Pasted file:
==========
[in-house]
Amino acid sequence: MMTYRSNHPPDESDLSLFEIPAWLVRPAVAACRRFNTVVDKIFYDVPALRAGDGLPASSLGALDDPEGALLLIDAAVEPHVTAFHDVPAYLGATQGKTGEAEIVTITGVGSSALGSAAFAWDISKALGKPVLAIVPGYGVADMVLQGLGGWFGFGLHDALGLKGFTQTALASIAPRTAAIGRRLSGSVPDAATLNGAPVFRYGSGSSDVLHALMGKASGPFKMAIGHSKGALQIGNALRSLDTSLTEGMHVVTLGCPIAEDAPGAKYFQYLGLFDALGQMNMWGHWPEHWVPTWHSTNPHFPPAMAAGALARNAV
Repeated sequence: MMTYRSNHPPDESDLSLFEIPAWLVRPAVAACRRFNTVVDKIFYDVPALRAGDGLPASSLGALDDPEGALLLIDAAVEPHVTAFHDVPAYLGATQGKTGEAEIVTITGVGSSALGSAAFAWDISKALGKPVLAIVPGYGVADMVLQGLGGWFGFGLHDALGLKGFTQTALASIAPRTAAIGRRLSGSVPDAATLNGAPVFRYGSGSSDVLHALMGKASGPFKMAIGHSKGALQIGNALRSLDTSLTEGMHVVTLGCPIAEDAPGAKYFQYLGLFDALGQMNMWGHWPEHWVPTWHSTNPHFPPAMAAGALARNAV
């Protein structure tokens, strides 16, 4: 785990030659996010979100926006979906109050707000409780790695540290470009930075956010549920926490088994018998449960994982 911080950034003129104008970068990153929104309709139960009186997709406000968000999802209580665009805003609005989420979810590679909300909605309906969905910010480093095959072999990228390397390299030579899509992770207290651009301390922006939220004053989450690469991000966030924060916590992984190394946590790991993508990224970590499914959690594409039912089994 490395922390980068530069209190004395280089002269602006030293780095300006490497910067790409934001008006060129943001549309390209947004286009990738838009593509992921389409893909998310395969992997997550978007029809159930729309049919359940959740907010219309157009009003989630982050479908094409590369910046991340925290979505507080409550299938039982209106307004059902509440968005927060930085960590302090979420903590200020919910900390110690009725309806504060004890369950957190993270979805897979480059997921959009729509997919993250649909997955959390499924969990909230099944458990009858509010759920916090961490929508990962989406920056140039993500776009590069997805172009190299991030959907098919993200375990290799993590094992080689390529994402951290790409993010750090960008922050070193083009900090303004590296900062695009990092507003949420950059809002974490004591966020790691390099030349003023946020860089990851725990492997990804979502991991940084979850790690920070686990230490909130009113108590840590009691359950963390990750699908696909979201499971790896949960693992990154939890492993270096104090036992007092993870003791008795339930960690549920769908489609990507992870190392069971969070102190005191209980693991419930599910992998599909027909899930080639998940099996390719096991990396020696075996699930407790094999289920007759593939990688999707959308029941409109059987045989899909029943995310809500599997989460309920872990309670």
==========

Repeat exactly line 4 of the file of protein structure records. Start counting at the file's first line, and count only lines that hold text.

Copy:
């Protein structure tokens, strides 16, 4: 785990030659996010979100926006979906109050707000409780790695540290470009930075956010549920926490088994018998449960994982 911080950034003129104008970068990153929104309709139960009186997709406000968000999802209580665009805003609005989420979810590679909300909605309906969905910010480093095959072999990228390397390299030579899509992770207290651009301390922006939220004053989450690469991000966030924060916590992984190394946590790991993508990224970590499914959690594409039912089994 490395922390980068530069209190004395280089002269602006030293780095300006490497910067790409934001008006060129943001549309390209947004286009990738838009593509992921389409893909998310395969992997997550978007029809159930729309049919359940959740907010219309157009009003989630982050479908094409590369910046991340925290979505507080409550299938039982209106307004059902509440968005927060930085960590302090979420903590200020919910900390110690009725309806504060004890369950957190993270979805897979480059997921959009729509997919993250649909997955959390499924969990909230099944458990009858509010759920916090961490929508990962989406920056140039993500776009590069997805172009190299991030959907098919993200375990290799993590094992080689390529994402951290790409993010750090960008922050070193083009900090303004590296900062695009990092507003949420950059809002974490004591966020790691390099030349003023946020860089990851725990492997990804979502991991940084979850790690920070686990230490909130009113108590840590009691359950963390990750699908696909979201499971790896949960693992990154939890492993270096104090036992007092993870003791008795339930960690549920769908489609990507992870190392069971969070102190005191209980693991419930599910992998599909027909899930080639998940099996390719096991990396020696075996699930407790094999289920007759593939990688999707959308029941409109059987045989899909029943995310809500599997989460309920872990309670």